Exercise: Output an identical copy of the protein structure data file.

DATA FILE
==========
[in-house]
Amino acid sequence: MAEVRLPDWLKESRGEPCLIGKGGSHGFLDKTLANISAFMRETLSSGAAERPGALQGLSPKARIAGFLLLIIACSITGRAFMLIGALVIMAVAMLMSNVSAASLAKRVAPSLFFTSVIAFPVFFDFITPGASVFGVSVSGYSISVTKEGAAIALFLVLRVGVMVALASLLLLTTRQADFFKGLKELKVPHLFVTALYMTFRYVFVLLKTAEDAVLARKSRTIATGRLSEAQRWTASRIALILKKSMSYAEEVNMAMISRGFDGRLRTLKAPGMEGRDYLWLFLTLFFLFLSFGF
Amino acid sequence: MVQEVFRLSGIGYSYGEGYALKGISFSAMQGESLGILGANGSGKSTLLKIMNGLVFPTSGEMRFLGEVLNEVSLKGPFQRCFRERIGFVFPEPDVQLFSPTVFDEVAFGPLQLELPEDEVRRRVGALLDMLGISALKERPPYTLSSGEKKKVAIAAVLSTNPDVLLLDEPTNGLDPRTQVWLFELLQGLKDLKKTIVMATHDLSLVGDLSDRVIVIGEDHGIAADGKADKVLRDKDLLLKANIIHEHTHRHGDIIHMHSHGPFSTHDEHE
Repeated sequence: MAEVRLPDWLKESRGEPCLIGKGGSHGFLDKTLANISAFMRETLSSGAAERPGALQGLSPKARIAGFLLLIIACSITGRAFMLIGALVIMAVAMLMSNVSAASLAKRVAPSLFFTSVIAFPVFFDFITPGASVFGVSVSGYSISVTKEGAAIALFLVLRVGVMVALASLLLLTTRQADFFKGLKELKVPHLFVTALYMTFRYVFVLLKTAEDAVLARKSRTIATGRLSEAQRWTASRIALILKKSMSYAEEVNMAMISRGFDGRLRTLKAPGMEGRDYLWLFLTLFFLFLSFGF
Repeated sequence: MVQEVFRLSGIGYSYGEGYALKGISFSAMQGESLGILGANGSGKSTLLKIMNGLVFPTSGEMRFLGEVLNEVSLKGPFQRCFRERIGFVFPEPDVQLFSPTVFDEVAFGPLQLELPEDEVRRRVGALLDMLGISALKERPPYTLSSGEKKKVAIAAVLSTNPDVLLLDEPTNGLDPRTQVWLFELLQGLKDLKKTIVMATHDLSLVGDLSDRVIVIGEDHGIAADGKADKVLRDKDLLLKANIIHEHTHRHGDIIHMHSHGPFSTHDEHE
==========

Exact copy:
[in-house]
Amino acid sequence: MAEVRLPDWLKESRGEPCLIGKGGSHGFLDKTLANISAFMRETLSSGAAERPGALQGLSPKARIAGFLLLIIACSITGRAFMLIGALVIMAVAMLMSNVSAASLAKRVAPSLFFTSVIAFPVFFDFITPGASVFGVSVSGYSISVTKEGAAIALFLVLRVGVMVALASLLLLTTRQADFFKGLKELKVPHLFVTALYMTFRYVFVLLKTAEDAVLARKSRTIATGRLSEAQRWTASRIALILKKSMSYAEEVNMAMISRGFDGRLRTLKAPGMEGRDYLWLFLTLFFLFLSFGF
Amino acid sequence: MVQEVFRLSGIGYSYGEGYALKGISFSAMQGESLGILGANGSGKSTLLKIMNGLVFPTSGEMRFLGEVLNEVSLKGPFQRCFRERIGFVFPEPDVQLFSPTVFDEVAFGPLQLELPEDEVRRRVGALLDMLGISALKERPPYTLSSGEKKKVAIAAVLSTNPDVLLLDEPTNGLDPRTQVWLFELLQGLKDLKKTIVMATHDLSLVGDLSDRVIVIGEDHGIAADGKADKVLRDKDLLLKANIIHEHTHRHGDIIHMHSHGPFSTHDEHE
Repeated sequence: MAEVRLPDWLKESRGEPCLIGKGGSHGFLDKTLANISAFMRETLSSGAAERPGALQGLSPKARIAGFLLLIIACSITGRAFMLIGALVIMAVAMLMSNVSAASLAKRVAPSLFFTSVIAFPVFFDFITPGASVFGVSVSGYSISVTKEGAAIALFLVLRVGVMVALASLLLLTTRQADFFKGLKELKVPHLFVTALYMTFRYVFVLLKTAEDAVLARKSRTIATGRLSEAQRWTASRIALILKKSMSYAEEVNMAMISRGFDGRLRTLKAPGMEGRDYLWLFLTLFFLFLSFGF
Repeated sequence: MVQEVFRLSGIGYSYGEGYALKGISFSAMQGESLGILGANGSGKSTLLKIMNGLVFPTSGEMRFLGEVLNEVSLKGPFQRCFRERIGFVFPEPDVQLFSPTVFDEVAFGPLQLELPEDEVRRRVGALLDMLGISALKERPPYTLSSGEKKKVAIAAVLSTNPDVLLLDEPTNGLDPRTQVWLFELLQGLKDLKKTIVMATHDLSLVGDLSDRVIVIGEDHGIAADGKADKVLRDKDLLLKANIIHEHTHRHGDIIHMHSHGPFSTHDEHE